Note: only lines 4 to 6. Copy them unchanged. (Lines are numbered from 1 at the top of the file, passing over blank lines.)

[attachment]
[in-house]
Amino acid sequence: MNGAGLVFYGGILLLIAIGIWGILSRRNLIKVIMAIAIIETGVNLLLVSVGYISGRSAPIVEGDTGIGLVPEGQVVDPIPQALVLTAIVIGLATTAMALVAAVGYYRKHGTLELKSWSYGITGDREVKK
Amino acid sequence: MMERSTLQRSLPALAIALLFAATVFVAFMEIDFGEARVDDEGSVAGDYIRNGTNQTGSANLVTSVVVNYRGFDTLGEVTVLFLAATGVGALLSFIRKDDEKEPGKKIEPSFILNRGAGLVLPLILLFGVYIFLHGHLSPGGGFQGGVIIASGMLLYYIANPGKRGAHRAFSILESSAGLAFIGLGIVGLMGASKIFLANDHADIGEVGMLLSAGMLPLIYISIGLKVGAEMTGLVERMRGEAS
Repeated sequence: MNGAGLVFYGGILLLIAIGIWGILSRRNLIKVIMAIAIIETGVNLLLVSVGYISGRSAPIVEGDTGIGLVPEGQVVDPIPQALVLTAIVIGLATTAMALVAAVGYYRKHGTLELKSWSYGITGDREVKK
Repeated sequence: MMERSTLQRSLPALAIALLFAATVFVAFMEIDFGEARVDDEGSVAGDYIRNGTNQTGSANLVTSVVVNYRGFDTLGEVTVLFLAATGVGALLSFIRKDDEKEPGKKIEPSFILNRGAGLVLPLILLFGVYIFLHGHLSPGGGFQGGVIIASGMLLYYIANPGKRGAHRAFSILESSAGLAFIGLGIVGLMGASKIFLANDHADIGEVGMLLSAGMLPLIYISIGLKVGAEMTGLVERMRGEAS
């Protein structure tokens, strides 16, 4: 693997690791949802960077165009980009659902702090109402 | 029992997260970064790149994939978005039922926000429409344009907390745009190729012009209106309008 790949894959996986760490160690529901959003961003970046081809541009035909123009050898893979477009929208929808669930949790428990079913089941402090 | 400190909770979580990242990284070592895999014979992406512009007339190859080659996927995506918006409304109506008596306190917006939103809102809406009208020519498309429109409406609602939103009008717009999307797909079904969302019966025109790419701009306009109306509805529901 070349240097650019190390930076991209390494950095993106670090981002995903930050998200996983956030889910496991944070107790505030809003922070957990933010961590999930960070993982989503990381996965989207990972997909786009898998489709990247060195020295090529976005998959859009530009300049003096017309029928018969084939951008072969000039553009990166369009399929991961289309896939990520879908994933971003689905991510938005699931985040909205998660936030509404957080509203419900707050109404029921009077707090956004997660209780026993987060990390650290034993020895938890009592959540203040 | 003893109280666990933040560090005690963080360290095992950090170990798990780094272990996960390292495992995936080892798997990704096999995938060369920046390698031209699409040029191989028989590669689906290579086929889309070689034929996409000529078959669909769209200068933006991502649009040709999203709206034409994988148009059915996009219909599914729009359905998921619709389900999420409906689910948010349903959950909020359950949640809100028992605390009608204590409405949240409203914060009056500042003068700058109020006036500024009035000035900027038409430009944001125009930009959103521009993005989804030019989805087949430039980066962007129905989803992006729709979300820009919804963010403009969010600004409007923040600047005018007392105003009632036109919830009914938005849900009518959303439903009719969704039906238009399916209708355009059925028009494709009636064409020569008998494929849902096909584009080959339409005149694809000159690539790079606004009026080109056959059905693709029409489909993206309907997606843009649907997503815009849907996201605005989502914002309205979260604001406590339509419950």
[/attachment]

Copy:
Repeated sequence: MNGAGLVFYGGILLLIAIGIWGILSRRNLIKVIMAIAIIETGVNLLLVSVGYISGRSAPIVEGDTGIGLVPEGQVVDPIPQALVLTAIVIGLATTAMALVAAVGYYRKHGTLELKSWSYGITGDREVKK
Repeated sequence: MMERSTLQRSLPALAIALLFAATVFVAFMEIDFGEARVDDEGSVAGDYIRNGTNQTGSANLVTSVVVNYRGFDTLGEVTVLFLAATGVGALLSFIRKDDEKEPGKKIEPSFILNRGAGLVLPLILLFGVYIFLHGHLSPGGGFQGGVIIASGMLLYYIANPGKRGAHRAFSILESSAGLAFIGLGIVGLMGASKIFLANDHADIGEVGMLLSAGMLPLIYISIGLKVGAEMTGLVERMRGEAS
């Protein structure tokens, strides 16, 4: 693997690791949802960077165009980009659902702090109402 | 029992997260970064790149994939978005039922926000429409344009907390745009190729012009209106309008 790949894959996986760490160690529901959003961003970046081809541009035909123009050898893979477009929208929808669930949790428990079913089941402090 | 400190909770979580990242990284070592895999014979992406512009007339190859080659996927995506918006409304109506008596306190917006939103809102809406009208020519498309429109409406609602939103009008717009999307797909079904969302019966025109790419701009306009109306509805529901 070349240097650019190390930076991209390494950095993106670090981002995903930050998200996983956030889910496991944070107790505030809003922070957990933010961590999930960070993982989503990381996965989207990972997909786009898998489709990247060195020295090529976005998959859009530009300049003096017309029928018969084939951008072969000039553009990166369009399929991961289309896939990520879908994933971003689905991510938005699931985040909205998660936030509404957080509203419900707050109404029921009077707090956004997660209780026993987060990390650290034993020895938890009592959540203040 | 003893109280666990933040560090005690963080360290095992950090170990798990780094272990996960390292495992995936080892798997990704096999995938060369920046390698031209699409040029191989028989590669689906290579086929889309070689034929996409000529078959669909769209200068933006991502649009040709999203709206034409994988148009059915996009219909599914729009359905998921619709389900999420409906689910948010349903959950909020359950949640809100028992605390009608204590409405949240409203914060009056500042003068700058109020006036500024009035000035900027038409430009944001125009930009959103521009993005989804030019989805087949430039980066962007129905989803992006729709979300820009919804963010403009969010600004409007923040600047005018007392105003009632036109919830009914938005849900009518959303439903009719969704039906238009399916209708355009059925028009494709009636064409020569008998494929849902096909584009080959339409005149694809000159690539790079606004009026080109056959059905693709029409489909993206309907997606843009649907997503815009849907996201605005989502914002309205979260604001406590339509419950």